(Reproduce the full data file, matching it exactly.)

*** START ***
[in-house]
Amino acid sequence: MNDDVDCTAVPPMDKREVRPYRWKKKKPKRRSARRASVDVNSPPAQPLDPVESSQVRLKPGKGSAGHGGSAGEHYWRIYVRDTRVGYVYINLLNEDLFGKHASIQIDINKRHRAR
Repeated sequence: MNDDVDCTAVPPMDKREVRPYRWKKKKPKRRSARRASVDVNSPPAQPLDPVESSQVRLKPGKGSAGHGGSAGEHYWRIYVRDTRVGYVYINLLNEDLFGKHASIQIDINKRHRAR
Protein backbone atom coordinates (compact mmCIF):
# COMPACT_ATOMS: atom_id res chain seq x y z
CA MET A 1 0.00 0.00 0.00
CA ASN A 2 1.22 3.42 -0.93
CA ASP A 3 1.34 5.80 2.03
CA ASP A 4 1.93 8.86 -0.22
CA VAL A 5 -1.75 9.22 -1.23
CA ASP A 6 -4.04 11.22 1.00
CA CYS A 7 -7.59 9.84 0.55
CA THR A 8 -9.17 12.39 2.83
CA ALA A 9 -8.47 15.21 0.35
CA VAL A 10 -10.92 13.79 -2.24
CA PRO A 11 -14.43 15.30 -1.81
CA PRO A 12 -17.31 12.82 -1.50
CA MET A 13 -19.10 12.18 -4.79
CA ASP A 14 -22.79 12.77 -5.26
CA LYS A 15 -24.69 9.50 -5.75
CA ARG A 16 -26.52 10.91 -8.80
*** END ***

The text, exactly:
[in-house]
Amino acid sequence: MNDDVDCTAVPPMDKREVRPYRWKKKKPKRRSARRASVDVNSPPAQPLDPVESSQVRLKPGKGSAGHGGSAGEHYWRIYVRDTRVGYVYINLLNEDLFGKHASIQIDINKRHRAR
Repeated sequence: MNDDVDCTAVPPMDKREVRPYRWKKKKPKRRSARRASVDVNSPPAQPLDPVESSQVRLKPGKGSAGHGGSAGEHYWRIYVRDTRVGYVYINLLNEDLFGKHASIQIDINKRHRAR
Protein backbone atom coordinates (compact mmCIF):
# COMPACT_ATOMS: atom_id res chain seq x y z
CA MET A 1 0.00 0.00 0.00
CA ASN A 2 1.22 3.42 -0.93
CA ASP A 3 1.34 5.80 2.03
CA ASP A 4 1.93 8.86 -0.22
CA VAL A 5 -1.75 9.22 -1.23
CA ASP A 6 -4.04 11.22 1.00
CA CYS A 7 -7.59 9.84 0.55
CA THR A 8 -9.17 12.39 2.83
CA ALA A 9 -8.47 15.21 0.35
CA VAL A 10 -10.92 13.79 -2.24
CA PRO A 11 -14.43 15.30 -1.81
CA PRO A 12 -17.31 12.82 -1.50
CA MET A 13 -19.10 12.18 -4.79
CA ASP A 14 -22.79 12.77 -5.26
CA LYS A 15 -24.69 9.50 -5.75
CA ARG A 16 -26.52 10.91 -8.80